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Darius I the Great
Darius
Darius the Great

Reign

September 522-October 486 BC

Born

c. 549 BC

Died

486 BC

Succeeded

Pseudo-Smerdis

Preceeded

Xerxes I

Dynasty

Achaemenid Empire

Father

Hystaspes

Religious beliefs

Zoroastrianism


Darius I or Darius the Great (Old Persian: (Dārayavahuš) > modern Persianداریوش بزرگ ) (c. 549 BC – October 486 BC), was a Zoroastrian Persian Shahanshah (Great King) of Persia. He reigned from September 522 to October 486 BC as the third Achaemenian King and called by some arguably "the greatest of the Achaemenid kings".


He managed not only to “hold together the empire” (to use his words), but also to extend the empire founded by Cyrus the Great in all directions; east into the Indus valley, north against the Saka tribes, and west into Thrace and Macedon. His reign lasted thirty-five years and completed the work of his Achaemenian predecessors. Under Darius and the generation he belonged to, Achaemenid Iran became one of the major powers in the world. However, the successful expansion of the empire was not Darius' only important achievement. He also centralized administration of his empire and encouraged the development of cultural and artistic activity as demonstrated by his building projects at Susa and Persepolis.


In the lands he conquered, Darius continued Cyrus' path of active benevolence to non-Persian faiths most evidently seen in his construction of a huge temple to Amun-Re in Egypt.Darius completed the work of Cambyses II and issued a code of laws in Egypt and become the lawgiver to Egyptians.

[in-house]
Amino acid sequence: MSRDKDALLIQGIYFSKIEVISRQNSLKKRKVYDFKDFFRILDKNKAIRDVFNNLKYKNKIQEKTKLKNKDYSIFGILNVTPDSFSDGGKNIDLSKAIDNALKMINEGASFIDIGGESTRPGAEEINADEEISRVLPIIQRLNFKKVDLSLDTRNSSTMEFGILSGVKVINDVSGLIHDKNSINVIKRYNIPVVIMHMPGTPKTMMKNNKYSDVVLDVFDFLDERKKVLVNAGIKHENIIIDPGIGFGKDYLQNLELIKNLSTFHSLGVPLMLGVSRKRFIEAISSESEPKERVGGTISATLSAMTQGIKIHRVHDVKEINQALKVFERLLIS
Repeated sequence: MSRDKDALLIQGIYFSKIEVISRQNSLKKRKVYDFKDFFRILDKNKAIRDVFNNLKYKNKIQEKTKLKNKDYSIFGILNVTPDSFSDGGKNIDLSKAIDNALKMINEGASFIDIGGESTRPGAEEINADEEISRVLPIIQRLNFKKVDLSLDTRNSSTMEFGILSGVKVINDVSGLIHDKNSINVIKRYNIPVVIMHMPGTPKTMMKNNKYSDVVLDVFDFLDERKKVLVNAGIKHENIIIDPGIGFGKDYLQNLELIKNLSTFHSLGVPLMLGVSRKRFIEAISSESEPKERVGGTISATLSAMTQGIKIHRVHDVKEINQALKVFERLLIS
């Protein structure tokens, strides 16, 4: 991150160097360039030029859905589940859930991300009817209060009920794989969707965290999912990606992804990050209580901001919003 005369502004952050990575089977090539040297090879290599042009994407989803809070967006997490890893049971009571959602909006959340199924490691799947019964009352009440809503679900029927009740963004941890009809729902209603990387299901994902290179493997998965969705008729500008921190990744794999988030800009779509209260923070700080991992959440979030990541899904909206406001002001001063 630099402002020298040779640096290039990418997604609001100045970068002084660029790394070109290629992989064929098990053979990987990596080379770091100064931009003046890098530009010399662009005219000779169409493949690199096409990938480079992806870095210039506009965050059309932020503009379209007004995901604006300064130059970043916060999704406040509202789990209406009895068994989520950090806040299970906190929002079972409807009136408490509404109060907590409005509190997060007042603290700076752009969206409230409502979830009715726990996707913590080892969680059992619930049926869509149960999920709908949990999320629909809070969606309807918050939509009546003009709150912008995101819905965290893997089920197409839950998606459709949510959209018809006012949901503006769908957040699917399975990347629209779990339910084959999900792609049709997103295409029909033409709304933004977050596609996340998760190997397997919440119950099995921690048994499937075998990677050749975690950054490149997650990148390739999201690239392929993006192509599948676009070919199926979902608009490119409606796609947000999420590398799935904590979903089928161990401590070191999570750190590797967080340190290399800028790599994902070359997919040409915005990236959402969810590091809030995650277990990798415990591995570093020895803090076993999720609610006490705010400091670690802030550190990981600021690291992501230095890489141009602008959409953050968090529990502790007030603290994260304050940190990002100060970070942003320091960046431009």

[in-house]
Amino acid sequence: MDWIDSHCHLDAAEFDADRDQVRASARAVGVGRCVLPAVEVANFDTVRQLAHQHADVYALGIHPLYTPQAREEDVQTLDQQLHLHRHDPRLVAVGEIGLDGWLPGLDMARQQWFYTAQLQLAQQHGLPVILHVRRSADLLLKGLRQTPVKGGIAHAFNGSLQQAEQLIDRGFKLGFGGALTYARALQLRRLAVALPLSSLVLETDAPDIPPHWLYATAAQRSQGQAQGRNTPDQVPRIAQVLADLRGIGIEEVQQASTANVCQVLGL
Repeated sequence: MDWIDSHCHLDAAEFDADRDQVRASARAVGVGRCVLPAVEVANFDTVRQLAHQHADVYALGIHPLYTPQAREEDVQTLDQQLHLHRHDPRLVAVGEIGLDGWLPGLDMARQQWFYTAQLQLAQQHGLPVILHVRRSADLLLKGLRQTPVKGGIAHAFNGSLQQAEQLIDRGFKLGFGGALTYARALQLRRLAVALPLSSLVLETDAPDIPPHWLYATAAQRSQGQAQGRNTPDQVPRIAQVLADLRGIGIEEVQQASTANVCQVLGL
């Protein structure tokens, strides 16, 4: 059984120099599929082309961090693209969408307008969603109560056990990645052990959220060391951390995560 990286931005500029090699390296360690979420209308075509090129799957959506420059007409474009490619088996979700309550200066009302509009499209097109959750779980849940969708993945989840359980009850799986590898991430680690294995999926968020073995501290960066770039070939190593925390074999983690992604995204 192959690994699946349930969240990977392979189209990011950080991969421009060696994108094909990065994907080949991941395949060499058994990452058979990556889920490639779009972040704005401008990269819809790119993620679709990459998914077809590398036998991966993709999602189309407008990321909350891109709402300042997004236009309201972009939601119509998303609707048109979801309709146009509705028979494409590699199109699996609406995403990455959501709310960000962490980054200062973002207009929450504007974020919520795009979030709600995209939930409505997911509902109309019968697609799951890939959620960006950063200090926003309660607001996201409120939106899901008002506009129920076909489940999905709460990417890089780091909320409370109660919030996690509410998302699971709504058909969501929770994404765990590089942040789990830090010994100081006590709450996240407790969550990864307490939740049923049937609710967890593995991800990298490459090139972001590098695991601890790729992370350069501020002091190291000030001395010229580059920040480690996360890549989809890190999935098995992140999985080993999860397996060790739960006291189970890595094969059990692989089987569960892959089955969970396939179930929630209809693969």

His entire empire benefited from legal reforms and the development of juridical systems. Indeed most peoples of Darius' empire started to use the Old Persian word "dāta" (law, King's law) in related documents.


Darius' reign was marked by upheaval and unrest: twice Babylonia revolted, Susiana three times, and the Ionian Revolt precipitated several Persian expeditions against Greece, including their defeat by the Greeks at Marathon in 490 BC.


Darius was a restless king as evidenced by his major building programs in Persepolis, Susa, Egypt, and elsewhere. Toward the end of his reign, he decided to punish the Greeks for supporting the Ionian Revolt. But a further revolt in Egypt (probably led by the Persian satrap of Egypt) had to be suppressed first. As Darius' health was failing, this prevented him from acting in person against the Greeks. Major expeditions such as that planned against the Greeks required, under Persian law, the Achaemenian kings to choose a successor before starting such expeditions. Upon his decision to leave for Greece, Darius prepared his tomb at Naqsh-e Rostam and appointed Xerxes I, his oldest son by Atossa, as his successor. But he did not leave Persis again and he died there in October 486 BC.

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